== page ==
The cleaner shrimp is perfectly happy to live out its life in peace and tranquility with its monogamous partner. But add any more shrimp to the mix — even another happy couple — and the whole thing turns into a bloodbath.
This particular cleaner shrimp species is Lysmata amboinensis, a hermaphroditic species that lives in monogamous pairs. All the shrimp in the species actually start out as males, but over time they develop the female organs needed to reproduce. Because they can't self-fertilize, the shrimp pair off and take it in turns to incubate eggs.
It doesn't seem like this is a recipe for endless intraspecies warfare, but that's the finding of researchers at the University of Tubingen. They placed shrimp in tanks in various groups of two, three, or four. The shrimp were all basically the same size and all the tanks had unlimited food resources, meaning there was no reason for any of them to fight. And yet, after just 42 days, all the tanks with more than two shrimp had turned violent, with all the shrimp killed so that just pairs remained.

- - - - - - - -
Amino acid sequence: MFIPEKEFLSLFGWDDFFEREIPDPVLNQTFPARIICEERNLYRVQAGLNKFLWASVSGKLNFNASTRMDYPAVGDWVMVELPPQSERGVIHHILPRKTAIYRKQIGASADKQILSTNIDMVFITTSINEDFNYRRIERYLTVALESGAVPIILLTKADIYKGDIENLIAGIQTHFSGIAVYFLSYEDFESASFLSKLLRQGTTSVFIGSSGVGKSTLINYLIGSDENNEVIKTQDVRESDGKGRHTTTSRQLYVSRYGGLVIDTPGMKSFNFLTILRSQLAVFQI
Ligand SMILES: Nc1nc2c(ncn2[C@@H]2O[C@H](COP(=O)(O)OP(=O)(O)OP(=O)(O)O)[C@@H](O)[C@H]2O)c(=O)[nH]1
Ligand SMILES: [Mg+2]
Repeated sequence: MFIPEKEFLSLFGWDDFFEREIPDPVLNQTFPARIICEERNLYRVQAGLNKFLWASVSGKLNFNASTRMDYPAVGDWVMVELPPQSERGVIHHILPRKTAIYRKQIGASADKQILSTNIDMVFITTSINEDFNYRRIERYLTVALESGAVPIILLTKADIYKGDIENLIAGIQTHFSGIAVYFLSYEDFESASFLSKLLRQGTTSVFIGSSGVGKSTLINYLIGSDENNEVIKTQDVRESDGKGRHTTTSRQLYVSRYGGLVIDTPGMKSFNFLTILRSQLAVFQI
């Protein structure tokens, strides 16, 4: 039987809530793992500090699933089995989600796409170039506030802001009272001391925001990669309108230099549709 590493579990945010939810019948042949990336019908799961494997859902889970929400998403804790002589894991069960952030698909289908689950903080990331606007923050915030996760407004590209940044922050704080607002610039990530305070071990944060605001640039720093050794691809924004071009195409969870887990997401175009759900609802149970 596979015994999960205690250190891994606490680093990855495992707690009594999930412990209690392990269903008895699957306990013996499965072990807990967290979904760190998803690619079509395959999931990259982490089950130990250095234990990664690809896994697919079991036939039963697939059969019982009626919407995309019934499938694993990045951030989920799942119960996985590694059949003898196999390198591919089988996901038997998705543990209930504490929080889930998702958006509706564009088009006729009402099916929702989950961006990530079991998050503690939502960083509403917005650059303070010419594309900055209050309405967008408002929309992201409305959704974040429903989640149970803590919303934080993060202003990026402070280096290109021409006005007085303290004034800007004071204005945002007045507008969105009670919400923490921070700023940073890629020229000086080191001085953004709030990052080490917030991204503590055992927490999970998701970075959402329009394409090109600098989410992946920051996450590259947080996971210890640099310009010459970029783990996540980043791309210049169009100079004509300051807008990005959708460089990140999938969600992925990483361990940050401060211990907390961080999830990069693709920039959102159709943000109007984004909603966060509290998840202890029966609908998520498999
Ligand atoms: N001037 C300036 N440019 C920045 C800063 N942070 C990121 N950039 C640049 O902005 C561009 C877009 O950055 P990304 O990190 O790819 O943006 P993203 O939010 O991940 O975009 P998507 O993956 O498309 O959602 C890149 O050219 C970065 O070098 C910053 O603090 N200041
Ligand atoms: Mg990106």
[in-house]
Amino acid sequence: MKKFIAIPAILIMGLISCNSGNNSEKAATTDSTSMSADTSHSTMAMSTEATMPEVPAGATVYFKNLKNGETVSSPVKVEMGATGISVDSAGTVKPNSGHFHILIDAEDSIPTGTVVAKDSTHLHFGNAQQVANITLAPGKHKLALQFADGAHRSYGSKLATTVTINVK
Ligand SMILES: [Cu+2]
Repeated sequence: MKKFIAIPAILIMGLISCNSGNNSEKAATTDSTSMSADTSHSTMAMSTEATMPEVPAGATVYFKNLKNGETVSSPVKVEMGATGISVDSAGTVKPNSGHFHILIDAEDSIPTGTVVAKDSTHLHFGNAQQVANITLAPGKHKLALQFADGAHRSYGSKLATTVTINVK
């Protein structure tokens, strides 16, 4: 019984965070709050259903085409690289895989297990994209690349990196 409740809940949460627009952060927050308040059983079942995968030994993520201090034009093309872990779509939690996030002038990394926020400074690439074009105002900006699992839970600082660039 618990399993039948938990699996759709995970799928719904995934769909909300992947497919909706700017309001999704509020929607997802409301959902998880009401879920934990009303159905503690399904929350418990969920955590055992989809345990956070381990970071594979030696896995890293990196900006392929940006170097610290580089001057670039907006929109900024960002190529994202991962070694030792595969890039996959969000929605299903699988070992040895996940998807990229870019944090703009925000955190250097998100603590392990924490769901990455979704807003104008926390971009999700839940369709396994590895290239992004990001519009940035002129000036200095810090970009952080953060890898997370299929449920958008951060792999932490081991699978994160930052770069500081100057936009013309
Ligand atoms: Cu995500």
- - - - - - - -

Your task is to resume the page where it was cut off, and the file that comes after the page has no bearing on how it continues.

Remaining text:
So what's going on here? Researcher Janine Wong explains:
"In the wild, monogamy is only seen for shrimp which have adopted the symbiotic 'cleaner' lifestyle. For these shrimp, competition for food is likely to be the driving force behind their monogamy (more shrimp equals less food per shrimp) and, since body size is linked to the number of eggs laid, a large group would decrease each individual's potential to produce offspring. Confirming this hypothesis we found that shrimp molting was delayed in the larger two group sizes, despite the freely available food, and that once the group size had reduced to two, the rate of molting increased for the remaining shrimp."
Via Frontiers in Zoology. Image by Janine Wong..